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Press Conference: Jimmy Carter and Carter Center Partners Announce Major New Progress Toward Guinea Worm Eradication

Contact: Emily Staub, The Carter Center

Atlanta office, +1-404-420-5126

Former U.S. President Jimmy Carter and Guinea worm disease eradication partners will address the critical juncture facing the international Guinea worm eradication campaign with a major announcement of new progress and funding on Dec. 5, 2008, at The Carter Center in Atlanta.

An ancient and horrible affliction, Guinea worm disease (dracunculiasis) is poised to become only the second disease to be eradicated from Earth, and the first without using vaccines or medicines. Today, less than a fraction of one percent of cases remain in a handful of endemic countries: Sudan, Ghana, Mali, Ethiopia, Niger, and Nigeria.

President Carter and other partners will highlight why we must act now and how others can participate.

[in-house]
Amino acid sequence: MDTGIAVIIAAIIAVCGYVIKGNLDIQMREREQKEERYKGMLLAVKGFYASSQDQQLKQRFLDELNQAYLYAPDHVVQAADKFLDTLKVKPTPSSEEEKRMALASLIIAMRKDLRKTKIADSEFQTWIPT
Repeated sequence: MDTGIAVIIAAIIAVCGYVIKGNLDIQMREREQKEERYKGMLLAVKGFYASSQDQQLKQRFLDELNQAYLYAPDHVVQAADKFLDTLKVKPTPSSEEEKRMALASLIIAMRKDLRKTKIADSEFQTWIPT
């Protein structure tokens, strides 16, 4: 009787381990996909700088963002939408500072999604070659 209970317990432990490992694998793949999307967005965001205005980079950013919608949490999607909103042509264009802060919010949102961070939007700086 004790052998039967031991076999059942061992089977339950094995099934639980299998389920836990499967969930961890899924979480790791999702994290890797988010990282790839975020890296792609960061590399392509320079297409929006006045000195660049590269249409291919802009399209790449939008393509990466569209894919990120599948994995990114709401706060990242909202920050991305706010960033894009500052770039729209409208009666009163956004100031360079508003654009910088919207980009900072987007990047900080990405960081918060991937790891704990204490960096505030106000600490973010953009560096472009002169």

Who: Jimmy Carter, founder, The Carter Center, and partner organizations.

What: Press conference at The Carter Center in Atlanta on several important milestones achieved in the campaign to eradicate Guinea worm disease, including major new financial commitments, and what still must be accomplished to finish the job.

When: Friday, Dec. 5, 2008 at 8:30-9:00 a.m. [Media check-in ends at 8:10 a.m.]

Where: Cecil B. Day Chapel, The Carter Center, 453 Freedom Parkway, Atlanta, Ga., 30307.

Guinea Worm Disease: A water-borne disease, Guinea worm is transmitted only by drinking contaminated water. The presence of Guinea worm disease in a geographic area indicates abject poverty, including the absence of safe drinking water. Victims often are unable to go to school, farm, or do other work, resulting in increased poverty. The disease can be controlled through simple measures, such as filtering all drinking water and educating people who are infected to take precautions to prevent transmission. 

Editor's Note:


"Waging Peace. Fighting Disease. Building Hope." A not-for-profit, nongovernmental organization, The Carter Center has helped to improve life for people in more than 70 countries by resolving conflicts; advancing democracy, human rights, and economic opportunity; preventing diseases; improving mental health care; and teaching farmers in developing nations to increase crop production. The Carter Center was founded in 1982 by former U.S. President Jimmy Carter and his wife, Rosalynn, in partnership with Emory University, to advance peace and health worldwide. Please visit to learn more about The Carter Center. 

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